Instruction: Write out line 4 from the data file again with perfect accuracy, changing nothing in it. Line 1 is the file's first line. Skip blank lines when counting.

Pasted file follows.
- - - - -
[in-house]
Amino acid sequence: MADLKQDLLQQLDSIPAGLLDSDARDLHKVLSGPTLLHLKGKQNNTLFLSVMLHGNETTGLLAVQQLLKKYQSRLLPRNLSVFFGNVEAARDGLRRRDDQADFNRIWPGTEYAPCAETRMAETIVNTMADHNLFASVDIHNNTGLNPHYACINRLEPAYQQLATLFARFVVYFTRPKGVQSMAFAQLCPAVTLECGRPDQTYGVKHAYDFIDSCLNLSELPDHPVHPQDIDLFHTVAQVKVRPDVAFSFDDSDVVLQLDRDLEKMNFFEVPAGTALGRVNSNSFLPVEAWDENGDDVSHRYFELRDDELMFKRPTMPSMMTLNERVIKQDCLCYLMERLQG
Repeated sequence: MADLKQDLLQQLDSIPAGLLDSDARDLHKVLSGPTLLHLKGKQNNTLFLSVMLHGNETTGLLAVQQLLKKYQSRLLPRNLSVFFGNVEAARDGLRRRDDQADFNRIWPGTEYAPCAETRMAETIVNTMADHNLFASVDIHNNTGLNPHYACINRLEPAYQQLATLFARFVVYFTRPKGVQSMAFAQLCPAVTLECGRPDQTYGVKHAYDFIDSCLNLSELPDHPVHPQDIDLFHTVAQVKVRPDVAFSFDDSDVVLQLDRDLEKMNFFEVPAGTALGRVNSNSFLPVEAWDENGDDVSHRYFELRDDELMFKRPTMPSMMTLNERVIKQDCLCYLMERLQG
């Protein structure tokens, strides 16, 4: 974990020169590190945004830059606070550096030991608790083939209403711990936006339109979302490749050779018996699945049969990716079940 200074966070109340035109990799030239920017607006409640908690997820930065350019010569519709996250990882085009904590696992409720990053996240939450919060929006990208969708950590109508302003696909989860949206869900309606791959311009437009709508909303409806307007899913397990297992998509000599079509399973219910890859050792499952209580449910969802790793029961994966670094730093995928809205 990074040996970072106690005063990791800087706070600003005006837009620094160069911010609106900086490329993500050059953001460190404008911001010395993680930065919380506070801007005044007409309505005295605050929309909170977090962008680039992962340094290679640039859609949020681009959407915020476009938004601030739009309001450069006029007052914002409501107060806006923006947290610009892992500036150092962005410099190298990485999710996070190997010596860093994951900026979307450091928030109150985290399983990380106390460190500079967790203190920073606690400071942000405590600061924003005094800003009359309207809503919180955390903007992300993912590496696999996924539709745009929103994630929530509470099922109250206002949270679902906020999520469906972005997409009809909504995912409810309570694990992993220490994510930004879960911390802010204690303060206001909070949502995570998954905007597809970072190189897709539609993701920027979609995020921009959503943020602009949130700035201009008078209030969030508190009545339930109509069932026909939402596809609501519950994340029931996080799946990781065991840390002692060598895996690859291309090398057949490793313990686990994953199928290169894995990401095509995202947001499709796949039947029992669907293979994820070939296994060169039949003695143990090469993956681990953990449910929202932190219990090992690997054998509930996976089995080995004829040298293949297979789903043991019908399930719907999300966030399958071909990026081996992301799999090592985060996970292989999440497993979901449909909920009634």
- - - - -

């Protein structure tokens, strides 16, 4: 974990020169590190945004830059606070550096030991608790083939209403711990936006339109979302490749050779018996699945049969990716079940 200074966070109340035109990799030239920017607006409640908690997820930065350019010569519709996250990882085009904590696992409720990053996240939450919060929006990208969708950590109508302003696909989860949206869900309606791959311009437009709508909303409806307007899913397990297992998509000599079509399973219910890859050792499952209580449910969802790793029961994966670094730093995928809205 990074040996970072106690005063990791800087706070600003005006837009620094160069911010609106900086490329993500050059953001460190404008911001010395993680930065919380506070801007005044007409309505005295605050929309909170977090962008680039992962340094290679640039859609949020681009959407915020476009938004601030739009309001450069006029007052914002409501107060806006923006947290610009892992500036150092962005410099190298990485999710996070190997010596860093994951900026979307450091928030109150985290399983990380106390460190500079967790203190920073606690400071942000405590600061924003005094800003009359309207809503919180955390903007992300993912590496696999996924539709745009929103994630929530509470099922109250206002949270679902906020999520469906972005997409009809909504995912409810309570694990992993220490994510930004879960911390802010204690303060206001909070949502995570998954905007597809970072190189897709539609993701920027979609995020921009959503943020602009949130700035201009008078209030969030508190009545339930109509069932026909939402596809609501519950994340029931996080799946990781065991840390002692060598895996690859291309090398057949490793313990686990994953199928290169894995990401095509995202947001499709796949039947029992669907293979994820070939296994060169039949003695143990090469993956681990953990449910929202932190219990090992690997054998509930996976089995080995004829040298293949297979789903043991019908399930719907999300966030399958071909990026081996992301799999090592985060996970292989999440497993979901449909909920009634």